Back in December 2011, a jury in the U.S. District Court for Northern California found that Spinal Kinetics’ M6-C and M6-L artificial disc implants do not infringe the Synthes patent, but declined to award legal fees in the case.
Synthes appealed that decision, arguing that the lower court misconstrued the claim construction of the patent.
But the Federal Circuit found Oct. 29 that the lower court’s construction was sound, denying Synthes’ appeal, according to court documents.
But the appeals court denied Spinal Kinetics’ motion for legal fees, ruling that the lawsuit was not an “exceptional case” involving either “subjective bad faith” or baselessness, according to the documents.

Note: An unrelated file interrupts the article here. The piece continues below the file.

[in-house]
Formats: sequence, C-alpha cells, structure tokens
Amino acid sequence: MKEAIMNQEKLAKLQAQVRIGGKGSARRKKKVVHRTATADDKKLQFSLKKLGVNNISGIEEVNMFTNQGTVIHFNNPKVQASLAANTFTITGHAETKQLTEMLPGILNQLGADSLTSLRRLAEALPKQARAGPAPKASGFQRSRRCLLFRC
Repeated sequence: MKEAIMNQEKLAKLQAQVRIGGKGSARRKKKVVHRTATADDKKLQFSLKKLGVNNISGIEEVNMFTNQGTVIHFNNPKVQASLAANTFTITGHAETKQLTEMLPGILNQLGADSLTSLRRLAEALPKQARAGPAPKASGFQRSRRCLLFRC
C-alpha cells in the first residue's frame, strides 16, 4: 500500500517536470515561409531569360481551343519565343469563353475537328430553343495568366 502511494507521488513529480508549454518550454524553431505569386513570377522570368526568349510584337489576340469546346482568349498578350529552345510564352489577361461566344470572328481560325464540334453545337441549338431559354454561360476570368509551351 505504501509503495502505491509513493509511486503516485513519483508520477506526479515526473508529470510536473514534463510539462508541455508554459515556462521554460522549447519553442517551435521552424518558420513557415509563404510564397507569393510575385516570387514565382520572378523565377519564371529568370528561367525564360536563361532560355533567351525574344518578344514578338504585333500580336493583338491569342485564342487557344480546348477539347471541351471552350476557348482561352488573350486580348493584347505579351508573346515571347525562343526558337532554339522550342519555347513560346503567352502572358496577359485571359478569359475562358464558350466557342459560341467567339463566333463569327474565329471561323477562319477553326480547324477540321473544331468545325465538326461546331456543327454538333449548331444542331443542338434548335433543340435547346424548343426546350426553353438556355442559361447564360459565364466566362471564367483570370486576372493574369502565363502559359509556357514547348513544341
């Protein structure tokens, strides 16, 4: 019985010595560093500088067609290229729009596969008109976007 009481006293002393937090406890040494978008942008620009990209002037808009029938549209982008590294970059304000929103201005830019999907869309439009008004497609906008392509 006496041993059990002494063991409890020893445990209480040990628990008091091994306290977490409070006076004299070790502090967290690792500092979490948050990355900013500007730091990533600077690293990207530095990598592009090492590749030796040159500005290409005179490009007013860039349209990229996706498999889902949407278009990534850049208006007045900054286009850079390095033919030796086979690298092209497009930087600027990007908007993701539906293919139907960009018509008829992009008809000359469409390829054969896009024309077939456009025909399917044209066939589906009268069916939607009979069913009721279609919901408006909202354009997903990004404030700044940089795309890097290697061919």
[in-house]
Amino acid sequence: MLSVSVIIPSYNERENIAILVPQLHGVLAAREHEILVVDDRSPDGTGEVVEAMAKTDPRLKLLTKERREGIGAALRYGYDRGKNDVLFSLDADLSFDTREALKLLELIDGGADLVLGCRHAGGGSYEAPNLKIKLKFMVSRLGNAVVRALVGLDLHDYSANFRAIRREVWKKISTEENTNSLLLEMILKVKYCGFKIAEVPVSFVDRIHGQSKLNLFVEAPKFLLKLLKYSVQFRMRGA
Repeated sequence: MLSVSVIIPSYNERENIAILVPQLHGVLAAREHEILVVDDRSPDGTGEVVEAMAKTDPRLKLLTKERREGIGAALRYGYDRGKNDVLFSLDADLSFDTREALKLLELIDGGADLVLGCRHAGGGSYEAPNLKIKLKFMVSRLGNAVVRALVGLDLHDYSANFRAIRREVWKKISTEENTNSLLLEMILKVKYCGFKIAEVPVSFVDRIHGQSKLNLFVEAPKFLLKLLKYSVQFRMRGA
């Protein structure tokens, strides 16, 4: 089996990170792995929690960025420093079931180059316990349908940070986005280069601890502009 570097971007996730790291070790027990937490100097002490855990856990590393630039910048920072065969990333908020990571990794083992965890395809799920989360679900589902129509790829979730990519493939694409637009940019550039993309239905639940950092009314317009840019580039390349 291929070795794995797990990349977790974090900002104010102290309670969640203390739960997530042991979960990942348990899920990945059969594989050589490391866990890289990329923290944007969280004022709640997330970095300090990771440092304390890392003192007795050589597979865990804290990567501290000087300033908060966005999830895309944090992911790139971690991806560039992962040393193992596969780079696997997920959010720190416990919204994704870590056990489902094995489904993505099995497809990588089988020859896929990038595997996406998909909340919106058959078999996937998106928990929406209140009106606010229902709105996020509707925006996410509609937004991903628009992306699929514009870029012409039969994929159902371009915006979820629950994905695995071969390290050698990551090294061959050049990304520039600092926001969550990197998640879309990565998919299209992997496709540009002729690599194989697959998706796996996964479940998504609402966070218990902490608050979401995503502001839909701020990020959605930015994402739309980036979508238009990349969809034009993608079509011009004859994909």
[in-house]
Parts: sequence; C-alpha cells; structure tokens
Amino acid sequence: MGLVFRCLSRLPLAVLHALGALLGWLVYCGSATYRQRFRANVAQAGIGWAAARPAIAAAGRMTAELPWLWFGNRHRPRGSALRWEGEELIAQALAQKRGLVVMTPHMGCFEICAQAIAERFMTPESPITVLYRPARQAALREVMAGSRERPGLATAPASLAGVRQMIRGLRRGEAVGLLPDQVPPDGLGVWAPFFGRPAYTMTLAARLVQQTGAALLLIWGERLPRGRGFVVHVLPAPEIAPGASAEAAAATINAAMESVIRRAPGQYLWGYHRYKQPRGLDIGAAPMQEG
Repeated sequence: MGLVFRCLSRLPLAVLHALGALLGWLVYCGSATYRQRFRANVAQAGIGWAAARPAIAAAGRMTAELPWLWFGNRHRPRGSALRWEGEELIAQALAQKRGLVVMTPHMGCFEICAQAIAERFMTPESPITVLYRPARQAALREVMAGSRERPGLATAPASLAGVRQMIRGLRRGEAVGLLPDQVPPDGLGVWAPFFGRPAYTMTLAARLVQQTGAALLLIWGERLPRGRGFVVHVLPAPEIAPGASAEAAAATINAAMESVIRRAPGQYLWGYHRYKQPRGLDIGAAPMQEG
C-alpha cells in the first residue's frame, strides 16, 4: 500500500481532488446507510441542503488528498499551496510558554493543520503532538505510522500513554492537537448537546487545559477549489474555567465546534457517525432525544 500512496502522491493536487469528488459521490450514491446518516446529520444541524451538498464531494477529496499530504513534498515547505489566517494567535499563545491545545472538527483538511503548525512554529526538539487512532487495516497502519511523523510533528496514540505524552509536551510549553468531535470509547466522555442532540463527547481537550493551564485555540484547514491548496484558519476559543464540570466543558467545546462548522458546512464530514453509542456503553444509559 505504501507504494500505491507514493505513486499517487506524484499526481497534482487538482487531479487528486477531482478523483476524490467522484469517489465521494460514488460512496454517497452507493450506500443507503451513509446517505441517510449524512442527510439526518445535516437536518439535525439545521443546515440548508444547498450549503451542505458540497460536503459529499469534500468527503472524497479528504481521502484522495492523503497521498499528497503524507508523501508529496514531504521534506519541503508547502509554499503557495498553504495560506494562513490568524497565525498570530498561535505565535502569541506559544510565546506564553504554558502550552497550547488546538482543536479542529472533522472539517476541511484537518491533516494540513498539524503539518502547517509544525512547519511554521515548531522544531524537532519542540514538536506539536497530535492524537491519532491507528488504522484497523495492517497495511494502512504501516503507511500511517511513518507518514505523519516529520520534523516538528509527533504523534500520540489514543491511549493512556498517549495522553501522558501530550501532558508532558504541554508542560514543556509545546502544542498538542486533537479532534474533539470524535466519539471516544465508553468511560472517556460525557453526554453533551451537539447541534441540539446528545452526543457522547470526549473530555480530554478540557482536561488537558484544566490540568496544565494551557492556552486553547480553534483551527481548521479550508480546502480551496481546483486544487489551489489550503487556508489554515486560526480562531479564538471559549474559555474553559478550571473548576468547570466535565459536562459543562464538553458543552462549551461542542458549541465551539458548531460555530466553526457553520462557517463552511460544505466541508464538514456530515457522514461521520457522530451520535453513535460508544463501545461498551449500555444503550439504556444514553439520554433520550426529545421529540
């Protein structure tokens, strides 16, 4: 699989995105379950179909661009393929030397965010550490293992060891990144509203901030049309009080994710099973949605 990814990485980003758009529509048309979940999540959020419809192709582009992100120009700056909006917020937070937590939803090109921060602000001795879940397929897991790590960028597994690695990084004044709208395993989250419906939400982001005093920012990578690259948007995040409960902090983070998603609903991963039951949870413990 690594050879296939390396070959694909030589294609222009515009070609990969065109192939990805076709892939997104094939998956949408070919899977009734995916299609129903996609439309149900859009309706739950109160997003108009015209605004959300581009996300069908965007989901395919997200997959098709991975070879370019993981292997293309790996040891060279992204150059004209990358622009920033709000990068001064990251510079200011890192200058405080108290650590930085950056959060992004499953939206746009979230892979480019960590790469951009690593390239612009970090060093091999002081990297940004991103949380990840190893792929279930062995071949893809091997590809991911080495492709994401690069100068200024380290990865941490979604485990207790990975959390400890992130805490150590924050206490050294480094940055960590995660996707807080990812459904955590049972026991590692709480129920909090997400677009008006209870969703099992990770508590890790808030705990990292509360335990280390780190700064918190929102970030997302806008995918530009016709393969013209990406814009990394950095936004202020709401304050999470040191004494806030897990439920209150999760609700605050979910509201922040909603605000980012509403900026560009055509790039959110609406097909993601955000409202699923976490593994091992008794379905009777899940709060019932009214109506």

“[Spinal Kinetics] contends that Synthes brought objectively baseless allegations of infringement and validity and continued to push those claims in the face of facts and claim construction rulings that made clear that Synthes’ claims were unsupportable. [Spinal Kinetics] alleges that Synthes engaged in litigation misconduct by taking a number of baseless positions on everything from its claim construction arguments to its damages theory. [Spinal Kinetics] contends that the district court’s view of Synthes’ conduct was too myopic, failing to examine the propriety of its conduct as a whole,” according to the documents. “After an independent review of the record – in its entirety – we agree with the district court that [Spinal Kinetics] failed to demonstrate with clear and convincing evidence that it is entitled to attorney fees.”
DeviceTalks Minnesota's leadership track is designed to provide attendees with insights on topics such as:
Use code SAVE15 to save 15%!